After J’lem reversal, Israel said to fear Australia may recognize Palestinian state
Official indicates Jerusalem reacted very harshly to Canberra withdrawing recognition of West Jerusalem as Israeli capital in order to send ‘message’ about Palestinian statehood
Israel fears Australia may recognize a Palestinian state after Canberra walked back its recognition of West Jerusalem as Israel’s capital, according to Tuesday reports.
Australia said earlier on Tuesday it would no longer recognize West Jerusalem as Israel’s capital and would revert to recognizing Tel Aviv instead. The announcement from Australia’s center-left Labor party government reversed a 2018 decision by the previous conservative government.
Prime Minister Yair Lapid slammed the decision and the Foreign Ministry summoned Australia’s ambassador for a dressing-down, telling him the move was a “wretched decision.”
An Israeli official linked the harsh response to Israel’s concerns that the left-wing Australian government could follow up by recognizing a Palestinian state.
“This is the reason we reacted so strongly and we are sure that got the message across,” the official told the Walla news site. He also said Israel was caught off guard by Australia’s announcement.
The official did not elaborate on the concerns that Canberra may recognize a Palestinian state, but a separate report by the Ynet news site noted the now-ruling Labor party’s approval of a pledge to do so in 2018.
A former senior Israeli diplomat told Ynet said Australia potentially recognizing a Palestinian state was the central concern for Israel.
“We took a hit from the Australians but this is much less than the recognition of a Palestinian state. One can only hope that’s not where this is going,” the former diplomat said.
A senior official also criticized Australia’s handling of the announcement, saying it went against “all diplomatic protocol that anyone has ever heard of.”
The official told Ynet that Australia had not given Israel any kind of warning ahead of the announcement, and claimed the Australian ambassador to Israel did not even know about the move ahead of time.
In addition to its pledge to recognize a Palestinian state, Australia’s center-left Labor had also vowed to reverse then-prime minister Scott Morrison’s recognition of West Jerusalem as the Israeli capital. The Labor party’s Penny Wong, who now serves as Australia’s foreign ministry, had argued the move was “all risk and no gain” and put Australia “out of step” with the international community.
Wong’s announced the West Jerusalem reversal Tuesday in response to a media report on the matter. She said Jerusalem’s status should be decided through peace talks between Israelis and Palestinians, and not through unilateral decisions.
Lapid called the announcement “a hasty response to incorrect news in the media.”
“We can only hope that the Australian government manages other matters more seriously and professionally,” Lapid said. “Jerusalem is the eternal capital of united Israel and nothing will ever change that.”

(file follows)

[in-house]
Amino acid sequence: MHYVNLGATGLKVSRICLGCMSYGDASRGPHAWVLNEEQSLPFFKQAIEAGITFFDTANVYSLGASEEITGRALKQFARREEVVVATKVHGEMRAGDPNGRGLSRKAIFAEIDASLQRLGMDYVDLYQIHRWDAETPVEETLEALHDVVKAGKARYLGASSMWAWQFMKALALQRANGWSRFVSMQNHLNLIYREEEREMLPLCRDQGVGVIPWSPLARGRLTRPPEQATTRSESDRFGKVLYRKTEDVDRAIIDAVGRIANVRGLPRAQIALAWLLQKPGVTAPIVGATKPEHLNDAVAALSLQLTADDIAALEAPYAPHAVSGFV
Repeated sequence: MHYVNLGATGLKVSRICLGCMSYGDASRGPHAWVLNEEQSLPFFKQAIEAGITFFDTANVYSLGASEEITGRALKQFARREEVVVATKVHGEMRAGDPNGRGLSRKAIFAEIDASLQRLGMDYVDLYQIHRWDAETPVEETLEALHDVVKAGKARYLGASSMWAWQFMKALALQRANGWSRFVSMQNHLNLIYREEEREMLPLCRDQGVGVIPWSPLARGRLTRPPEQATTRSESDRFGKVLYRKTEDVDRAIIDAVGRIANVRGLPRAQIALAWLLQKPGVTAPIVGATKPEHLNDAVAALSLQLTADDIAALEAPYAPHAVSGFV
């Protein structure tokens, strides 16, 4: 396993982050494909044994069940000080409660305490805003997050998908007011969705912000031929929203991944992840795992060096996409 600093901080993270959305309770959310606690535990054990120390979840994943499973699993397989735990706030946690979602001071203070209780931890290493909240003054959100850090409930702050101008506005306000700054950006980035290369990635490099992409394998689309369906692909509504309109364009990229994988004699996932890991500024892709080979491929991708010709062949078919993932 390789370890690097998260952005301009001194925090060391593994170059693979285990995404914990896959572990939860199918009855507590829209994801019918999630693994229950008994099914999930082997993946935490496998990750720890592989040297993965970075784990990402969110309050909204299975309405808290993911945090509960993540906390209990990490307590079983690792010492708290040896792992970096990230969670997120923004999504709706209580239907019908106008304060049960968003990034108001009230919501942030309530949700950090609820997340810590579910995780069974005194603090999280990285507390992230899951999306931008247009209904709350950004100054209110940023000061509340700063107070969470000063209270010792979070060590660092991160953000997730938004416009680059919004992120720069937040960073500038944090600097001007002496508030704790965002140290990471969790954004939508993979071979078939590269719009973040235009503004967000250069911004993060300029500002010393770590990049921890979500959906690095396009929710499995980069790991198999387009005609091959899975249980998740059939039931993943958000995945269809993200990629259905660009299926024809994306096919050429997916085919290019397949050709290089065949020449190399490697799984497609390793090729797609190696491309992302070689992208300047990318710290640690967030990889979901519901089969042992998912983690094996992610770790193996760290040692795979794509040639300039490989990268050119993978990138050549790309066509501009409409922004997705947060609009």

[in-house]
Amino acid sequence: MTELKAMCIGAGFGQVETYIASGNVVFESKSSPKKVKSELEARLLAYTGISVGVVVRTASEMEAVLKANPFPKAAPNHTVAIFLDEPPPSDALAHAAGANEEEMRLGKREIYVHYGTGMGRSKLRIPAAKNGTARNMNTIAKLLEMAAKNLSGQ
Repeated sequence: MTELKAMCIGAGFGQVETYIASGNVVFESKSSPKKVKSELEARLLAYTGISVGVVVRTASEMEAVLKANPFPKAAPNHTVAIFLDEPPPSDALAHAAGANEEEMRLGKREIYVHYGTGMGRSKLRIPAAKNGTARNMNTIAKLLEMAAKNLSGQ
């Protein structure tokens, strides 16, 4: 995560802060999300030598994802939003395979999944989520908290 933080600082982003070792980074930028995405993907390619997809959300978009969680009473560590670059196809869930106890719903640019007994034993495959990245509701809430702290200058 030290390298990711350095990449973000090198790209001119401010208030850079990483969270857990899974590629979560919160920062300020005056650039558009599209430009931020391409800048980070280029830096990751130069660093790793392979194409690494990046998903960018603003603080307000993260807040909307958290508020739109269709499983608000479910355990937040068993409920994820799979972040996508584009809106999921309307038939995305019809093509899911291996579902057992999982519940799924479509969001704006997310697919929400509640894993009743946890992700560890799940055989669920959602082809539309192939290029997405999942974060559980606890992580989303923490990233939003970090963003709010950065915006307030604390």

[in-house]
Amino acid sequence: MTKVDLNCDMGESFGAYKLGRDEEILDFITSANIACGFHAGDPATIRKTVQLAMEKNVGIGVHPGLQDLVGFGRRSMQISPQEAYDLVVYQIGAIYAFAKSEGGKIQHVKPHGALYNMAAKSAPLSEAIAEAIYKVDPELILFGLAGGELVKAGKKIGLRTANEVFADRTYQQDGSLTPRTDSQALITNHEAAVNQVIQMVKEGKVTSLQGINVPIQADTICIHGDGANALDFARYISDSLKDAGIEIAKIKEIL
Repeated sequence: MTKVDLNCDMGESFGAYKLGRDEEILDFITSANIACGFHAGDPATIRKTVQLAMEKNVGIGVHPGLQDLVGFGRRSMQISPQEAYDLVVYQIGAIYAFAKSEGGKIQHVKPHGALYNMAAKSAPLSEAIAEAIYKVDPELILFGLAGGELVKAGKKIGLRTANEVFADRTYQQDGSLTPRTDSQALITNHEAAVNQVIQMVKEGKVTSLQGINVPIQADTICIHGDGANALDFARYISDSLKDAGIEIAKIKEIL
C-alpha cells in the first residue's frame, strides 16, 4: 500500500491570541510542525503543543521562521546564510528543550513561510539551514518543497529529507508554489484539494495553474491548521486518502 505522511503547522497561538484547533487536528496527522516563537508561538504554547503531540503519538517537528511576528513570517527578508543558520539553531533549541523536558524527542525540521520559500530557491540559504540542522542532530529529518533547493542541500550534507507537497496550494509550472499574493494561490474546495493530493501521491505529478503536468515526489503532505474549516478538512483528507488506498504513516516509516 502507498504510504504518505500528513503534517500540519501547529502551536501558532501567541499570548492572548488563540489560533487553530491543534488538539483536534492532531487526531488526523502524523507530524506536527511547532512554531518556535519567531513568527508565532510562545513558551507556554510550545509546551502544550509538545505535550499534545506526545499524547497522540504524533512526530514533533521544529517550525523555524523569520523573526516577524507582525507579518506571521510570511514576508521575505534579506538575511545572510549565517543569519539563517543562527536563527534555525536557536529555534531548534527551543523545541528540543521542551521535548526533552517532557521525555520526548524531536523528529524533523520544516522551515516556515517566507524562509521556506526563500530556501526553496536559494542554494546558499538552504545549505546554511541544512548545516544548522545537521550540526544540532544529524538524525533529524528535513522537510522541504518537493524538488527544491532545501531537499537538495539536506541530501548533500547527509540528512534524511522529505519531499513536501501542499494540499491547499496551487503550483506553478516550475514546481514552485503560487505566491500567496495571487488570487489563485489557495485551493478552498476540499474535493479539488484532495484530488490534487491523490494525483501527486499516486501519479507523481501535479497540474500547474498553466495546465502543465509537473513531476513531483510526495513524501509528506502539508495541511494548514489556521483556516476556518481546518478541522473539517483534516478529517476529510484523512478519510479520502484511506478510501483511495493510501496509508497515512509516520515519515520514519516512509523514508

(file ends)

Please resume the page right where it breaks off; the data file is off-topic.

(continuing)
The Foreign Ministry, which Lapid also heads, said Israel “expresses its deep disappointment” over the decision, calling it the result of “shortsighted political considerations.” The ministry said the government was weighing additional steps in response.
Wong had denied earlier Tuesday that there was a policy change, but hours later said the decision four years ago by a conservative government “caused conflict and distress in part of the Australian community, and today the government seeks to resolve that.”
Wong accused the Morrison government of having been motivated by a crucial by-election in a beach-side Sydney suburb with a sizable Jewish community. “You know what this was? This was a cynical play, unsuccessful, to win the seat of Wentworth and a by-election,” she said.
Wong insisted that the current decision did not signal any hostility to Israel.
“Australia will always be a steadfast friend of Israel. We were amongst the first countries to formally recognize Israel,” she said. “We will not waver in our support of Israel and the Jewish community in Australia. We are equally unwavering in our support of the Palestinian people, including humanitarian support.”
Canberra’s decision came amid confusion after the British newspaper The Guardian reported on Monday that the Australian Department of Foreign Affairs had removed text about the recognition of West Jerusalem from its website.
The deleted text described “West Jerusalem as the capital of Israel” and noted that Australia “looks forward to moving its embassy to West Jerusalem when practical, in support of, and after the final status determination of, a two-state solution.”
According to The Guardian, the site was updated after it approached Australia’s Department of Foreign Affairs regarding the government’s view on the status of Jerusalem.
Morrison’s decision in 2018 received a lukewarm reception in Israel at the time, with many politicians charging that the move did not go far enough, having not recognized the entirety of the city as the Jewish state’s capital, and keeping Australia’s embassy in Tel Aviv. The previous year, the United States under then-president Donald Trump recognized Jerusalem as Israel’s capital and later moved the American embassy there.
Both Israel and the Palestinians claim Jerusalem as their capital. Israel captured East Jerusalem from Jordan in the 1967 Six Day War and later annexed it in a move never recognized by the international community. For decades the international community maintained that the city’s status should be negotiated between Israel and the Palestinians. Critics argue that declaring Jerusalem the capital of either inflames tensions and prejudges the outcome of final status peace talks.
Agencies contributed to this report.